Ahead of their upcoming debut album release, the members of the Jubilee Quartet let us in on their working methods


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Tereza Privratska, first violin

Reach for ‘perfection’ in rehearsals, not while playing in concert.

Delivering a perfect performance is everyone’s dream. But what is perfection? Does it exist? While rehearsing we must have the highest performance quality in mind, but this mindset can be restrictive when performing. The good thing is that in rehearsals we are continually enhancing our muscle memory through constant practise and repetition. This ultimately serves us in performance, as it frees up space in our brains to actively listen and communicate with the other quartet members. 


 Lorena Canto Woltèche, viola 

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We find it useful to understand aspects such as the structure, harmony and context of a piece when preparing a work, because it determines choices of phrasing or colour. It also helps us to question our gut instinct and get to know the composer in an indirect way. Do not be afraid of spending time studying the score both individually and as a group because these decisions, combined with more technical ones related to playing, result in a more unified sound. Ideas are regularly debated during rehearsals, necessitating a more theoretical understanding of the piece in order to support one’s own vision, and an open mind to accept the vision of the other quartet members.



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Julia Loucks, second violin 

 There is one massive element of quartet playing that we make sure we always cover in every single rehearsal - tuning! Toby begins by tuning his cello in very “narrow” fifths, which means the lower string (let’s say D) is fractionally higher than a perfect fifth when played with the A string. He applies this to all four strings, which ensures that the open C is nice and high. After the rest of us have tuned our own instruments with narrow fifths, the interval between open C and open E on the violins is much more in tune than if we’d tuned with pure fifths. This system is imperative to our quartet sound, as we always prefer to play with open strings (especially with Haydn). The open strings help create a clean, bright and brilliant sound especially in friendly keys like G and D major. Once we’ve tuned, we always start by playing scales as a group. One person will hold the tonic note (for instance, open C) and the rest of us will play a C major scale, with one player on the third note of the scale, the fifth, and the seventh. This is a great way of opening up the ears and understanding the role of each note in the chords as we go through the scale.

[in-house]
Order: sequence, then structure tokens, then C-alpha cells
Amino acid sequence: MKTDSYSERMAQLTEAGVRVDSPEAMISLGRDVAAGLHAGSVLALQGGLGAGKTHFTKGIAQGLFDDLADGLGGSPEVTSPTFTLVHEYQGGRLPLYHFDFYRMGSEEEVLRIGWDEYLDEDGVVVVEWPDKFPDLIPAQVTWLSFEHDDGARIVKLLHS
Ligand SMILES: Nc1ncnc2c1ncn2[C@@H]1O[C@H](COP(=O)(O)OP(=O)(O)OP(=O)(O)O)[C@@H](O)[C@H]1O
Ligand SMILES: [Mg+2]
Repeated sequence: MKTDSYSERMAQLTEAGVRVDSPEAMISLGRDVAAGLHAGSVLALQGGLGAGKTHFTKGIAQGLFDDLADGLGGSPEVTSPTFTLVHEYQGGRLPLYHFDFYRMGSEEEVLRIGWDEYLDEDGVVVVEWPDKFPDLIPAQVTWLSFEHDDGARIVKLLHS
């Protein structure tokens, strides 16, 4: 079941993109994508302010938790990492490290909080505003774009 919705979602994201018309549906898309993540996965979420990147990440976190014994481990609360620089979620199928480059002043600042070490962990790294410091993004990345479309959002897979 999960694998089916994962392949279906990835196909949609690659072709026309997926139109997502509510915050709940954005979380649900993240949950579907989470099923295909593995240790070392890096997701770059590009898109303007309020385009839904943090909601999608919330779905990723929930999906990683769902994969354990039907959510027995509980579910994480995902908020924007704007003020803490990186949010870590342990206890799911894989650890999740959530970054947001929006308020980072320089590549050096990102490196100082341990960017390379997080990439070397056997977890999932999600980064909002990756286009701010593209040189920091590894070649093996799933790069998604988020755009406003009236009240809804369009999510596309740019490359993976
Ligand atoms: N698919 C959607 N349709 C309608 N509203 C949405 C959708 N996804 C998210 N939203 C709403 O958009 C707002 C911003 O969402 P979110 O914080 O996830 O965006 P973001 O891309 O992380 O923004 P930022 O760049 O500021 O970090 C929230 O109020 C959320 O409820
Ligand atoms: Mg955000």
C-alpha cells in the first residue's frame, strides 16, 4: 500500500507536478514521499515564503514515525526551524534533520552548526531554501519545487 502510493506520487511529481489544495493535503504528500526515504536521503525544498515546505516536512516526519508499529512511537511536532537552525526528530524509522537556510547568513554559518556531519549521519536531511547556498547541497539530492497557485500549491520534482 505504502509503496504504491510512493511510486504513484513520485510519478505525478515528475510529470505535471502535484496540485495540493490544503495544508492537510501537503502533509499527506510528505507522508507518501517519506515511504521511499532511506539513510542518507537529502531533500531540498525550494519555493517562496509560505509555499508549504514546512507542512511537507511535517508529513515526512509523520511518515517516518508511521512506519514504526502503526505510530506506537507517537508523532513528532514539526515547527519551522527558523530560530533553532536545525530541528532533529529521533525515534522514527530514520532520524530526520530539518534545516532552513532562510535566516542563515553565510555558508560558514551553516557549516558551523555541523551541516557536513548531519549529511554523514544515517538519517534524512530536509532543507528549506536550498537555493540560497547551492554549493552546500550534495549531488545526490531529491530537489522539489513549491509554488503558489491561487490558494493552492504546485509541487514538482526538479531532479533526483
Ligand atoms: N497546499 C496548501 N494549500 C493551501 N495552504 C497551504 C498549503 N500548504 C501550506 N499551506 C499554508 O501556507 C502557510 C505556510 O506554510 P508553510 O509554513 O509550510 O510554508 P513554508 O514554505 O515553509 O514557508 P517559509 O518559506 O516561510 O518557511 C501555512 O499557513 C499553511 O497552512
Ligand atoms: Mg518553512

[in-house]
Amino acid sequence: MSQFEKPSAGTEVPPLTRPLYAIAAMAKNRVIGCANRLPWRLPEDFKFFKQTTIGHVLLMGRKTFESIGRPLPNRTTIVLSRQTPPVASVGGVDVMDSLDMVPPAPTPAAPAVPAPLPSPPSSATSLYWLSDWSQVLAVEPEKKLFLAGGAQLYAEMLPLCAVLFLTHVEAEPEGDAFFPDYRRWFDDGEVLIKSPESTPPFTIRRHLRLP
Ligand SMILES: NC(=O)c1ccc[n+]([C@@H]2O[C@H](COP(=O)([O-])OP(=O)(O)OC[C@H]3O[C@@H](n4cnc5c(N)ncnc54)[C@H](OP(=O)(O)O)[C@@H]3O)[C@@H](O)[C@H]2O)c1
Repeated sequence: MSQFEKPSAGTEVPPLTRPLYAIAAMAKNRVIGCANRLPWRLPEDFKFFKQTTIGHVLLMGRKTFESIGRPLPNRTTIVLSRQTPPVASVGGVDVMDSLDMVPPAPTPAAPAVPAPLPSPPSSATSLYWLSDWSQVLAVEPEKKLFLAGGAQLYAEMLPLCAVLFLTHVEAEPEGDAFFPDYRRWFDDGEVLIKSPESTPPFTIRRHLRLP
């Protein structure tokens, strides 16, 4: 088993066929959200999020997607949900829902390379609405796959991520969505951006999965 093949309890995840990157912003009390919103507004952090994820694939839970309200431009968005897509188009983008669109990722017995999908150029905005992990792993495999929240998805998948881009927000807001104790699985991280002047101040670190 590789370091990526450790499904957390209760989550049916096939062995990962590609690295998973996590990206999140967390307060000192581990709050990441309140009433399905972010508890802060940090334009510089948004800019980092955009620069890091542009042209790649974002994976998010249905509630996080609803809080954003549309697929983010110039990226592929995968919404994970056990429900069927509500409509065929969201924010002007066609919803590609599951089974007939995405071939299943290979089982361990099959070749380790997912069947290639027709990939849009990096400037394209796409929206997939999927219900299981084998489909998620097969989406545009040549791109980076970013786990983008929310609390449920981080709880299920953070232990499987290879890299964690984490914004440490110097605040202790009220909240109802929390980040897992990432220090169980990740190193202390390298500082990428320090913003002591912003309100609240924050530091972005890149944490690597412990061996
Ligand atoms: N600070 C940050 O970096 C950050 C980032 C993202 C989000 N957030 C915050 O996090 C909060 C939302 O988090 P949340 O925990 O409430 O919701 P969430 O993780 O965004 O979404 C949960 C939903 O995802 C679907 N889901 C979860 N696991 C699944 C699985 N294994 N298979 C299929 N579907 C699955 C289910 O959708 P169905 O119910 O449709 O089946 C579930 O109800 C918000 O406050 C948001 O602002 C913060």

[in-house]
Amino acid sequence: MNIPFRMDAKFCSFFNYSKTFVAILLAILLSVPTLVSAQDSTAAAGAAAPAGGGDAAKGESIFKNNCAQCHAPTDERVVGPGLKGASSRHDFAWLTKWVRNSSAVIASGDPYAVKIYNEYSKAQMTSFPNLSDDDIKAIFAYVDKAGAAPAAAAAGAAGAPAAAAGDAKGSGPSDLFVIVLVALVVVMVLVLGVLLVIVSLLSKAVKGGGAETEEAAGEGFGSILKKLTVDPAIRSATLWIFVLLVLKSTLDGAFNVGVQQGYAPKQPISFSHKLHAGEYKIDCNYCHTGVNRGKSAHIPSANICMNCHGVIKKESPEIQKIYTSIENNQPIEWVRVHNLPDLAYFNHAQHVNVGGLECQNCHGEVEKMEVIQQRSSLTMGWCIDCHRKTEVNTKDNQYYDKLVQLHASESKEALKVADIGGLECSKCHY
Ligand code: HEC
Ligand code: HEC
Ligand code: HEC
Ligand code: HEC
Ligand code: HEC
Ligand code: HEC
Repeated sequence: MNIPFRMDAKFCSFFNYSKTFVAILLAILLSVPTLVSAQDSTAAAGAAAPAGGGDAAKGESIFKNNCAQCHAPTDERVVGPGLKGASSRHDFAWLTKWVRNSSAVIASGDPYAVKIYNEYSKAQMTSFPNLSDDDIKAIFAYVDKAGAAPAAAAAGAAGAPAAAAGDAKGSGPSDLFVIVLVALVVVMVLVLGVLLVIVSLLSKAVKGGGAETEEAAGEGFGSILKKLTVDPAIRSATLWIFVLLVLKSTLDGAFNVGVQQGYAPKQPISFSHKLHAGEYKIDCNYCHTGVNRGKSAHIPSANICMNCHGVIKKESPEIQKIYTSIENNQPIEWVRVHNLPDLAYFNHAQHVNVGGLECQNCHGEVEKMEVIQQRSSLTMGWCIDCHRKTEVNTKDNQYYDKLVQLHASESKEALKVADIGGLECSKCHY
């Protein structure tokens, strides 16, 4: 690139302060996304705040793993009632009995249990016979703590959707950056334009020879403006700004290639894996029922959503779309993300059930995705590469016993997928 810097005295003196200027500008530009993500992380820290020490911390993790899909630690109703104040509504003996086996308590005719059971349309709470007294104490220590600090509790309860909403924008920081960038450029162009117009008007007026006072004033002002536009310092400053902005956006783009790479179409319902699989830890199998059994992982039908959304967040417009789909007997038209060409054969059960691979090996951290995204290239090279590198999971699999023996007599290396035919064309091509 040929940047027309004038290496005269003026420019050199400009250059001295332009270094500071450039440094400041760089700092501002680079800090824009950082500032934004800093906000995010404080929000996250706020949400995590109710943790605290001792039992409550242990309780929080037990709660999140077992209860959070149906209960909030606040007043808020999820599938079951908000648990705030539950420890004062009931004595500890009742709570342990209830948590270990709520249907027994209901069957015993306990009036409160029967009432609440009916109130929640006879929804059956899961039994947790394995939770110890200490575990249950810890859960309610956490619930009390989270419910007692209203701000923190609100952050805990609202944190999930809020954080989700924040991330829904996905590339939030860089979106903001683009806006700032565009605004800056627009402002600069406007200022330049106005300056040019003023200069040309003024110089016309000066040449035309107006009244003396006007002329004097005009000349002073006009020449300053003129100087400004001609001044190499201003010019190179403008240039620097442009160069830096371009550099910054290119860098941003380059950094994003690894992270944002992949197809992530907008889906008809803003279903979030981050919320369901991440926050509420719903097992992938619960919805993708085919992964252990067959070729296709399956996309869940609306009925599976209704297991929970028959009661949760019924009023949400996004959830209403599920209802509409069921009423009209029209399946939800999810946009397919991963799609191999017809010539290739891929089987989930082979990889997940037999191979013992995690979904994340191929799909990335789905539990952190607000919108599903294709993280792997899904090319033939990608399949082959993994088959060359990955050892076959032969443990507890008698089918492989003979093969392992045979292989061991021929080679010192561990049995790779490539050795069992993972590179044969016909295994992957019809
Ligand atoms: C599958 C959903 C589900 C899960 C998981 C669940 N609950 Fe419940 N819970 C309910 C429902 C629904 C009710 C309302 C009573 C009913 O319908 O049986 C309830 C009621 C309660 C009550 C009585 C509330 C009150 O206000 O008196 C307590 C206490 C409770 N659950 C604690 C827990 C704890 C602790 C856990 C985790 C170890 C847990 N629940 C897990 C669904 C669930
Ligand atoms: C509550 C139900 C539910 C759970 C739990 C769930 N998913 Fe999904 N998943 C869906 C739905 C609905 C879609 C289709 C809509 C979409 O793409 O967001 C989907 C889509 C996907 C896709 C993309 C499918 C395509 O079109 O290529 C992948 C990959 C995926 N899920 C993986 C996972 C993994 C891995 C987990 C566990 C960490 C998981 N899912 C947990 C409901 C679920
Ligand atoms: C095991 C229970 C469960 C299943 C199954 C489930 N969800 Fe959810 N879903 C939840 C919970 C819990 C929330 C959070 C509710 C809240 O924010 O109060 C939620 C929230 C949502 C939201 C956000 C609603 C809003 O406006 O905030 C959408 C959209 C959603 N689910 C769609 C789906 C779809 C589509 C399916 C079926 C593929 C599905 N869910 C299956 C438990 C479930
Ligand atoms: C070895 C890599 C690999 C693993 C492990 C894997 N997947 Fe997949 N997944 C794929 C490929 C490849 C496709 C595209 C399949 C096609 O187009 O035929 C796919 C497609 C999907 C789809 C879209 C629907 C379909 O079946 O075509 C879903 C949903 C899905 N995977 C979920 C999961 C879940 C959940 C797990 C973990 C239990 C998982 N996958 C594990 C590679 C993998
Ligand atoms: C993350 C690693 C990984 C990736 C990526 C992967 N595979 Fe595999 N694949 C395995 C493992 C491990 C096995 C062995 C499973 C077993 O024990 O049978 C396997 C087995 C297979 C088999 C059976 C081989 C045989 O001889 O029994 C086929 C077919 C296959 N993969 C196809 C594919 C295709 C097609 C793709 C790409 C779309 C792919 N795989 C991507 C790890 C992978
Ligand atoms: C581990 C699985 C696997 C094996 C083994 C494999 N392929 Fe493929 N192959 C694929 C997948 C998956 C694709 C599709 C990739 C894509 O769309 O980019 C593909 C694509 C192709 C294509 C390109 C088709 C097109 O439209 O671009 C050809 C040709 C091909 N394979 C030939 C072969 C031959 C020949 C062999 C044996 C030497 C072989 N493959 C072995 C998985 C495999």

Toby White, cello 

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As you approach a piece for the first time, it is much more interesting to listen to other works by the same composer rather than listening to the piece itself. For instance, one could listen to late Beethoven piano sonatas before approaching his Opus 127 for quartet, or comparing Mozart’s writing in Le Nozze di Figaro to his string quartet K. 428. This will help you avoid making decisions unconsciously based on other people’s ideas! It is equally important to listen to artists who you admire, as well as artists whose interpretations you may question or disagree with. Try to work out why you disagree, and what you would do differently. As you analyse the performance, you may even find that you start to understand where the artist’s musical decisions come from. This is so important for helping each member keep an open mind and for encouraging creativity in rehearsals.


 The Jubilee Quartet will release its debut album of Haydn Quartets on 10 March 2019 with a launch concert at Conway Hall.